WHAT IT'S ABOUT?
The Americanization of Anime. This long-awaited (and long-on-the-shelf) live-action rendition of the popular Japanese graphic novel series by Akira Toriyama is a spectacularly silly laugh-out-loud abomination that begs borrows and steals from a wide variety of sci-fi and fantasy predecessors in telling the “epic” (ha!) story of Goku (Justin Chatwin) a young warrior destined to do battle with the forces of evil in pursuit of seven mystical “Dragon Balls” that entitle the bearer to absolute superiority over the universe. Or something like that. It really doesn’t matter although all the talk about the power of the “Dragon Balls” does yield some hearty laughs — for all the wrong reasons.
WHO'S IN IT?
A lot of actors who probably wish they weren’t. Chief among them is Chow Yun-Fat continuing his unlucky streak in American films. Wearing a perennial smile and a loud Hawaiian shirt he acts as the de-facto mentor for our hero dispensing words of wisdom (in some universe undoubtedly) and occasionally executing some fancy martial-arts moves. Even for Chow’s most ardent admirers it’s not enough. Emmy Rossum (who perhaps should have known better) and Jamie Chung provide some eye candy alongside Chatwin as fellow female warriors while a green-skinned James Marsters growls and snarls as the film’s resident villain the megalomaniacal Piccolo (now there’s a name that’s sure to make audiences shudder). Ernie Hudson’s in it too — and even manages to hold onto his dignity. This is not a film that many if any of the participants are going to be touting on their resumes anytime soon — if at all.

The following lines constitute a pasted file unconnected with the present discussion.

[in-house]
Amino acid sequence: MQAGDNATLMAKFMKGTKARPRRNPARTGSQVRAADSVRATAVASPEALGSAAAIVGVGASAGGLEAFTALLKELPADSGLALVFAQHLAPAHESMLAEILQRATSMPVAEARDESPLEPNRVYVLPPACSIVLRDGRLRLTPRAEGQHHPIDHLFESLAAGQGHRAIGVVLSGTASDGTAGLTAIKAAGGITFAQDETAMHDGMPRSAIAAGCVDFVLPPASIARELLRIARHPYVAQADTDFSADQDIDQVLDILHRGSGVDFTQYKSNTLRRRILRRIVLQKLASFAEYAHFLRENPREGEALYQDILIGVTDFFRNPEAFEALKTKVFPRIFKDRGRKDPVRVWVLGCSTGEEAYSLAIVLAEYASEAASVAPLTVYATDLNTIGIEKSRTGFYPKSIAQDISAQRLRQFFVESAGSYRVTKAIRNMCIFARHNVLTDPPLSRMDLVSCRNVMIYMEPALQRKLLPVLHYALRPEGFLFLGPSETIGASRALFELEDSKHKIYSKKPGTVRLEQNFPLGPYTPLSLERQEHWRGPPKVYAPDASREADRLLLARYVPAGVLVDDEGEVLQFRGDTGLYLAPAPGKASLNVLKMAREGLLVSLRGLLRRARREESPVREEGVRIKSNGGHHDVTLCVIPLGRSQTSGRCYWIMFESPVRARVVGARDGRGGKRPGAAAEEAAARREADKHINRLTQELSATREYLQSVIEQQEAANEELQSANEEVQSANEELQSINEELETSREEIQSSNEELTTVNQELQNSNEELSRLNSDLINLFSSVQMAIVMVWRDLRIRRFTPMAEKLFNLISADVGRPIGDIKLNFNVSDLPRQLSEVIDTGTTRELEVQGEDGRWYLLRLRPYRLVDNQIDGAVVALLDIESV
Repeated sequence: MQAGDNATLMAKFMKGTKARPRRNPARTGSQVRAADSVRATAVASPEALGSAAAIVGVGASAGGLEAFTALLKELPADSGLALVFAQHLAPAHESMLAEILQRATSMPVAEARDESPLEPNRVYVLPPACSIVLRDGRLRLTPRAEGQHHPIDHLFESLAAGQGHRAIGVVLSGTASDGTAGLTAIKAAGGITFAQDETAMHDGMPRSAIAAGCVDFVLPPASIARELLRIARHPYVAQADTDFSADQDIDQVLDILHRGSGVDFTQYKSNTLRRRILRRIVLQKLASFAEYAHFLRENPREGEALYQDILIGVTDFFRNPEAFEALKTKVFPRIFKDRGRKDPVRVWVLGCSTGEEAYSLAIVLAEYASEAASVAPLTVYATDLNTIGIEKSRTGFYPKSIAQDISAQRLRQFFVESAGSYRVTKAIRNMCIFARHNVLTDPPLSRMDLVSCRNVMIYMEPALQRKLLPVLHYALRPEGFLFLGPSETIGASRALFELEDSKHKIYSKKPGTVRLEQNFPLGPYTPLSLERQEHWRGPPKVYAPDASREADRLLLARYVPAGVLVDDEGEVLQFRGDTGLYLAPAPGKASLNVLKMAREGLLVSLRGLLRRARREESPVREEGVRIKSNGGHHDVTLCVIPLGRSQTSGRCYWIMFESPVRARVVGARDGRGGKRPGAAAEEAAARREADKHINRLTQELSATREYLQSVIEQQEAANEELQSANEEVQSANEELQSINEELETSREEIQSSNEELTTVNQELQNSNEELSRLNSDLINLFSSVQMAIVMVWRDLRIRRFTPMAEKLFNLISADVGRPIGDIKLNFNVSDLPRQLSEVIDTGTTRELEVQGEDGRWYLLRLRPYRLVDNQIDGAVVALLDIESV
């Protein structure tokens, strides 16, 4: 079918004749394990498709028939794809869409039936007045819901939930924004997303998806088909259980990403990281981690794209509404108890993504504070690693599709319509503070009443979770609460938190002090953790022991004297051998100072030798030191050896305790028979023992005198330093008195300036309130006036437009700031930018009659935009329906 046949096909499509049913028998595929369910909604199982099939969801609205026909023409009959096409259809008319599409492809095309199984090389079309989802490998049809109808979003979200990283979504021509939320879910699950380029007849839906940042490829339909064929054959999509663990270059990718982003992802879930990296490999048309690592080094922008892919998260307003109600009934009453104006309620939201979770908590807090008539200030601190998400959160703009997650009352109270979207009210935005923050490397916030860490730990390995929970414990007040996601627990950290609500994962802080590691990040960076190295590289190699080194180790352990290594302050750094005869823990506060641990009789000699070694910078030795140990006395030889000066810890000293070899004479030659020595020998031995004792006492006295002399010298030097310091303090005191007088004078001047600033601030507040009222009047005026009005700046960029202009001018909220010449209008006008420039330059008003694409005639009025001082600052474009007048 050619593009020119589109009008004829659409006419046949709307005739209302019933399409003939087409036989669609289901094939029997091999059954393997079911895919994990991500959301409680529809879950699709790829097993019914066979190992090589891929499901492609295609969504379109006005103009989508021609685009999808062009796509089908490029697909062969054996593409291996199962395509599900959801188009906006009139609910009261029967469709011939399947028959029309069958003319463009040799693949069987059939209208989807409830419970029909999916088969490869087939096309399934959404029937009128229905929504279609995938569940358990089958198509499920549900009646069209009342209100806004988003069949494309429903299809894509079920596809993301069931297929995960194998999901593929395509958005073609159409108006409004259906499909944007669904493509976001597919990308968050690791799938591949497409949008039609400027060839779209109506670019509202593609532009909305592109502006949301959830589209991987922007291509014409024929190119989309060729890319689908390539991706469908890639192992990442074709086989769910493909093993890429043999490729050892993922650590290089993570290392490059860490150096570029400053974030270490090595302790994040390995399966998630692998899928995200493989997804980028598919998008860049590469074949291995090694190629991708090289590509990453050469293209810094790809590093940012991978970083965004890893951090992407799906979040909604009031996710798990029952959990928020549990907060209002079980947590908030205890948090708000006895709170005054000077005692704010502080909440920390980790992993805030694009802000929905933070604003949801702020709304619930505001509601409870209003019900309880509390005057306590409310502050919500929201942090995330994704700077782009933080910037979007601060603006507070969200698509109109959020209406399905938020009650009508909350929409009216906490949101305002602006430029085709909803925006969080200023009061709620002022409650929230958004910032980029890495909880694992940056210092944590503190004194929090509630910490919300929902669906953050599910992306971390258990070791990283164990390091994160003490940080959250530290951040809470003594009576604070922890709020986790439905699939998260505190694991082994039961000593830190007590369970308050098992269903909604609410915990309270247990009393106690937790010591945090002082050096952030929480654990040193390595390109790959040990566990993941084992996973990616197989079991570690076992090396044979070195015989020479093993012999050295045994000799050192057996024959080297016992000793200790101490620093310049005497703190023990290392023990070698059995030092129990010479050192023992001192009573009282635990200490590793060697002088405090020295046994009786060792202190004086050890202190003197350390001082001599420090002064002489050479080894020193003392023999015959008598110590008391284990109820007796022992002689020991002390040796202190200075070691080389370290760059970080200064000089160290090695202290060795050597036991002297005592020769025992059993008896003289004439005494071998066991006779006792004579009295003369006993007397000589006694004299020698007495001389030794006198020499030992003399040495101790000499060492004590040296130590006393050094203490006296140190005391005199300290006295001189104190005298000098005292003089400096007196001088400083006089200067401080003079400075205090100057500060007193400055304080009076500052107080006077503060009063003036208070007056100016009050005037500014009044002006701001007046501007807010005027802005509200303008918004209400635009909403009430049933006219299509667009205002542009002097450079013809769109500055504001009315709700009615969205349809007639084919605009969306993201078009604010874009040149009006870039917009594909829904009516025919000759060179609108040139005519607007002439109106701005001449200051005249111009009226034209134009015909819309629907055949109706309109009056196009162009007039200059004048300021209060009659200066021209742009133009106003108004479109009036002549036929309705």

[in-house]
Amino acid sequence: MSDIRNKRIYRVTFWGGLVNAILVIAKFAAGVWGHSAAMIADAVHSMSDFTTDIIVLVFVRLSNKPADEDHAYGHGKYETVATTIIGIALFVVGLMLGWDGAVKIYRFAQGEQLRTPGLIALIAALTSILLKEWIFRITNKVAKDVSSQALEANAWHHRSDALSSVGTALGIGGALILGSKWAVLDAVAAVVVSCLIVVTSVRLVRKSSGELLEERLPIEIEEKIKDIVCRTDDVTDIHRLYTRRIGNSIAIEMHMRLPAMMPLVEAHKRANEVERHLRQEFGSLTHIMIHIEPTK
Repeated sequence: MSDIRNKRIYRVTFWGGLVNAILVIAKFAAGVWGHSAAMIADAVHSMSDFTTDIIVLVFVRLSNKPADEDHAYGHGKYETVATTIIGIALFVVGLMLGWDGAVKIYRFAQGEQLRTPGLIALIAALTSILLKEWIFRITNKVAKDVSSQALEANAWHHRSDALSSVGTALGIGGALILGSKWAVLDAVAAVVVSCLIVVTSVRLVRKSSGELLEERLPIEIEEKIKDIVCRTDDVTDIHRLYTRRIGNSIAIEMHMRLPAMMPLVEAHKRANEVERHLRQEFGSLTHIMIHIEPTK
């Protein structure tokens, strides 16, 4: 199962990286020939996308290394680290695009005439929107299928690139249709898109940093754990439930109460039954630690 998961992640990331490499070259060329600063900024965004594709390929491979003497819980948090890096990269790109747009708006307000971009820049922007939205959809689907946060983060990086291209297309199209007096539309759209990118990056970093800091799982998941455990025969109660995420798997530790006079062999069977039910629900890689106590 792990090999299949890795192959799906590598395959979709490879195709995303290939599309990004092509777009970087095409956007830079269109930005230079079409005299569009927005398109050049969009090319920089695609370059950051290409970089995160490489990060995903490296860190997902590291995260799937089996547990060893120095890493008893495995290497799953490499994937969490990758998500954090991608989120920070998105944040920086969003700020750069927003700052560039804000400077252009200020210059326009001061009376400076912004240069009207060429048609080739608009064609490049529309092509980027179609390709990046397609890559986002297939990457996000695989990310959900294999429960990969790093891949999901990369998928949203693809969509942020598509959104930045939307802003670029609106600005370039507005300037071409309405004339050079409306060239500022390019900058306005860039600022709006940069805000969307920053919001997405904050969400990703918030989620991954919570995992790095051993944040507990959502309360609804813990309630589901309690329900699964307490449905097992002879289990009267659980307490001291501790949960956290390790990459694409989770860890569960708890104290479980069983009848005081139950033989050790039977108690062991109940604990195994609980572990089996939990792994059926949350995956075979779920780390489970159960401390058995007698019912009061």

Extremely little. To its (dis)credit Dragonball Evolution does murder time. You’ll never get those 90 minutes back again. If it comes down to seeing this or seeing your dentist keep the latter appointment.
Where to begin? The script … the acting … the direction … the editing. Several scenes have been cut with such frenzied abandon that it’s nearly impossible to ascertain precisely what’s going on. Fans of the original Dragonball series may have a head start — and this rendition may well disappoint or infuriate them — but neophytes and newcomers will have a hard time determining precisely what’s going on. Not that it matters much. Even by the campiest of comic-books standards this is a shoddy effort. The brief running time (under 90 minutes) is a dead giveaway that the studio’s shears were put to work and the timing of its release by Fox indicates that the studio was perhaps trying to make some quick pre-summer coin in advance of Wolverine especially given Chatwin’s Wolv-like coif.
LINES TO REMEMBER:
“The first rule is: There are no rules.”
“Somebody stole my Prometheum Orb.”
“Prepare to eat dirt.”
“Teach me how to be normal.”
“The Dragon Balls are in my grasp!”
LINES TO FORGET:
IT'S NEVER A GOOD IDEA TO ...
Make a movie with “ball” or “balls” in the title — especially if it’s a bad movie.
If you absolutely have to see this movie see it with friends. And please make one of them the designated driver.
As Speed Racer (Warner Bros) wraps its 2nd weekend at the box office with a less-than-stellar $8.1M, it continues to deal with a crush of negative press. After a disappointing 10-day total of just less than $32M, it will be difficult for this film adaptation from the Wachowskis to survive the box office onslaught of Indiana Jones starting Thursday. Critics have given mixed-to-negative reviews (35% Fresh at Rotten Tomatoes), but there is a segment of moviegoers who are especially satisfied with the movie: anime fans.
Zac Bertschy, the Executive Editor of the Anime News Network, says that the reaction has been “overwhelmingly positive” and that anime fans “appreciate it for what it is.” With a number of anime-inspired projects in development in Hollywood, it will be interesting to see if Speed Racer’s chilly reception will have any effect.